Three tips for making your subjects smile

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Taking portraits can be a lot of fun but there’s one little snag that people can often run into. It’s hard to get your subject to smile in a way that looks natural. While a highly exaggerated smile can be hilarious, it might not be quite the natural look that you were going for.

Luckily I have three tips for making your subjects smile that I can share with you and they’ll give you much more natural results.

  1. Forget the “cheese”. It’s an epic cliche – people point a camera at someone and they tell them to “say cheese!” Yes, it does stretch the lips into a smiling position but “cheese” is appropriate since it can look a little, you know, cheesy. I learned a fantastic trick from a friend of mine who frequently gets fabulous smiles from her kids. Instead of getting your subject to holler out “cheese” get them to say “whiskey” instead. The softer end of the word creates a more authentic smile. Try it in the mirror, you might be surprised at how well it works! If your portrait subject happens to be a child or two, it can also be unintentionally hilarious to hear them saying “whiskey” but if that makes you uncomfortable you can also use similar words like “husky” or musky”.
  2. Photo credit: babasteve

  3. The tongue goes behind the upper teeth. This is one of those tips where you might initially think, “are you kidding?” but it works. I once read an article in a magazine that was offering up friendly tips on how to take a passport or driver’s license photo without looking like an idiot or a terrorist. Some people – myself included – prefer to smile for photos with their lips closed and this is when this tip works best. Get your subject to smile, then ask them to gently place the tip of their tongue up to the roof of their mouth, right against their upper teeth. Inexplicably, it relaxes the facial muscles and creates a natural smile instead of a tight-lipped grimace.
  4. Genuinely make them smile! The easiest way to make people smile is to put them at ease. If it’s someone you already know well, such as your family or close friends, then you’ll already know how to do this. Tell your kids silly knock-knock jokes or start chatting with your aunt about good memories the two of you have. It’s a bit tougher when it’s someone you’re just meeting for the first time, but if you spend a bit of time prior to starting by getting to know them it will make a big difference. Find out what their hobbies are, what they enjoy doing on the weekends, their favorite band, anything at all. Continue to talk about those things while you’re shooting. If you can make them feel that you care about them as a person it will help them relax and their smiles will be all natural.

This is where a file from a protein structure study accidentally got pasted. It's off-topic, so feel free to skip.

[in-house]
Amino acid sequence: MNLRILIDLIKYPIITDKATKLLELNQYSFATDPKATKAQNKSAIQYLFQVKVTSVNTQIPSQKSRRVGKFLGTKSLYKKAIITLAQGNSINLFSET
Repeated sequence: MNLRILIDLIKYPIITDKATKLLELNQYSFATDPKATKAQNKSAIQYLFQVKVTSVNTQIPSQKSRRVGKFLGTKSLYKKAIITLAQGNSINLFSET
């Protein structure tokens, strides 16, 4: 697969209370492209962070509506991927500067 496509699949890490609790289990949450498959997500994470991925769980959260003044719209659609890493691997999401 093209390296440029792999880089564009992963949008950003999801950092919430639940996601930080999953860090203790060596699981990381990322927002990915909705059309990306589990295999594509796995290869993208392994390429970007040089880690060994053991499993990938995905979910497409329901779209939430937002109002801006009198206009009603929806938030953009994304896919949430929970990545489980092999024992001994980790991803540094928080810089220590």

I’ve used all three tips at various points and had great results. How do you make your subjects smile?

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  • Tiffany

    Huh! I never knew that tongue behind the teeth thing. Great tip, Sherry!

  • bb

    You can also do the finger trick they do with dogs to make them let go of their bite

  • aa

    I usually say: Now lets all say t e s t i c l e s Usually works out well.

  • Brett

    One fun trick with kids is to tell them to give their best frown. They're so surprised by this, and it's so silly, that they'll end up smiling instead. If they smile, tell them to stop it – you told them to frown… it makes the smile even bigger.

    As the trick wears on, they get used to frowning more and you can get some really fun shots; I've got one group shot of 5 little kids in a family all grimacing, the parents have it framed in their kitchen because it's such a funny shot.

  • sherryosborne

    That's a very cool tip Brett! I'm going to try that with my kids and see what I get!

  • sherryosborne

    I could see that working out very well at a party! :D

  • Lars Dahlin

    I've used the word Whisky for a long time.
    At first they wonder why I use that instead of cheese.
    My explanation is that when you say whisky you'll remember all the good tastes and get a authentic smile.

  • Stephen Elliot

    I use a reverse trick. I’ll tell them, “Give me a serious face. Think dead puppies.” It usually gets a laugh or two. You can get a great picture if you anticipate their reaction and capture it well. Sometimes it works, sometimes it doesn’t, but it generally livens things up a bit.